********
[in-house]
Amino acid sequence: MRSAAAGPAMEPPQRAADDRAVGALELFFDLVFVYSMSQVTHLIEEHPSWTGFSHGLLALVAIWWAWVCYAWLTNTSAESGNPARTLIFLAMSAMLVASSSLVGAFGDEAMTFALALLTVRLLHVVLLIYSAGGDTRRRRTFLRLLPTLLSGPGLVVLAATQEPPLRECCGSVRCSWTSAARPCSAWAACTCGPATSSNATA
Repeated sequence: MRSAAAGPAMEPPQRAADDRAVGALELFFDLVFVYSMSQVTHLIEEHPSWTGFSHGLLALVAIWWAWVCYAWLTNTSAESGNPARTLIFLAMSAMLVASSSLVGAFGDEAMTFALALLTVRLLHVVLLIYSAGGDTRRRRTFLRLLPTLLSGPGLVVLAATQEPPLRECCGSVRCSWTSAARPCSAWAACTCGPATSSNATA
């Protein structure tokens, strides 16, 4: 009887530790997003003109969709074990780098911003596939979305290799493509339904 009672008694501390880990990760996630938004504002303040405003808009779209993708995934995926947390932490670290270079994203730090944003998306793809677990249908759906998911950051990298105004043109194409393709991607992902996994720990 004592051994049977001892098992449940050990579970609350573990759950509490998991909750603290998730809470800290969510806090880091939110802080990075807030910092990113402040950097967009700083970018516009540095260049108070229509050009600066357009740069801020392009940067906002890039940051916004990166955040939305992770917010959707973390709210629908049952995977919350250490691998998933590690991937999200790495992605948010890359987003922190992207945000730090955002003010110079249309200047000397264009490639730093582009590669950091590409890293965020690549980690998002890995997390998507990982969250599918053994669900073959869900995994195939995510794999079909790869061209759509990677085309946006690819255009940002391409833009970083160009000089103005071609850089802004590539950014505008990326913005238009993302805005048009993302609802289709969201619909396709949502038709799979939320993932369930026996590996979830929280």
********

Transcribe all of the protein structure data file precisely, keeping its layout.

[in-house]
Amino acid sequence: MRSAAAGPAMEPPQRAADDRAVGALELFFDLVFVYSMSQVTHLIEEHPSWTGFSHGLLALVAIWWAWVCYAWLTNTSAESGNPARTLIFLAMSAMLVASSSLVGAFGDEAMTFALALLTVRLLHVVLLIYSAGGDTRRRRTFLRLLPTLLSGPGLVVLAATQEPPLRECCGSVRCSWTSAARPCSAWAACTCGPATSSNATA
Repeated sequence: MRSAAAGPAMEPPQRAADDRAVGALELFFDLVFVYSMSQVTHLIEEHPSWTGFSHGLLALVAIWWAWVCYAWLTNTSAESGNPARTLIFLAMSAMLVASSSLVGAFGDEAMTFALALLTVRLLHVVLLIYSAGGDTRRRRTFLRLLPTLLSGPGLVVLAATQEPPLRECCGSVRCSWTSAARPCSAWAACTCGPATSSNATA
């Protein structure tokens, strides 16, 4: 009887530790997003003109969709074990780098911003596939979305290799493509339904 009672008694501390880990990760996630938004504002303040405003808009779209993708995934995926947390932490670290270079994203730090944003998306793809677990249908759906998911950051990298105004043109194409393709991607992902996994720990 004592051994049977001892098992449940050990579970609350573990759950509490998991909750603290998730809470800290969510806090880091939110802080990075807030910092990113402040950097967009700083970018516009540095260049108070229509050009600066357009740069801020392009940067906002890039940051916004990166955040939305992770917010959707973390709210629908049952995977919350250490691998998933590690991937999200790495992605948010890359987003922190992207945000730090955002003010110079249309200047000397264009490639730093582009590669950091590409890293965020690549980690998002890995997390998507990982969250599918053994669900073959869900995994195939995510794999079909790869061209759509990677085309946006690819255009940002391409833009970083160009000089103005071609850089802004590539950014505008990326913005238009993302805005048009993302609802289709969201619909396709949502038709799979939320993932369930026996590996979830929280």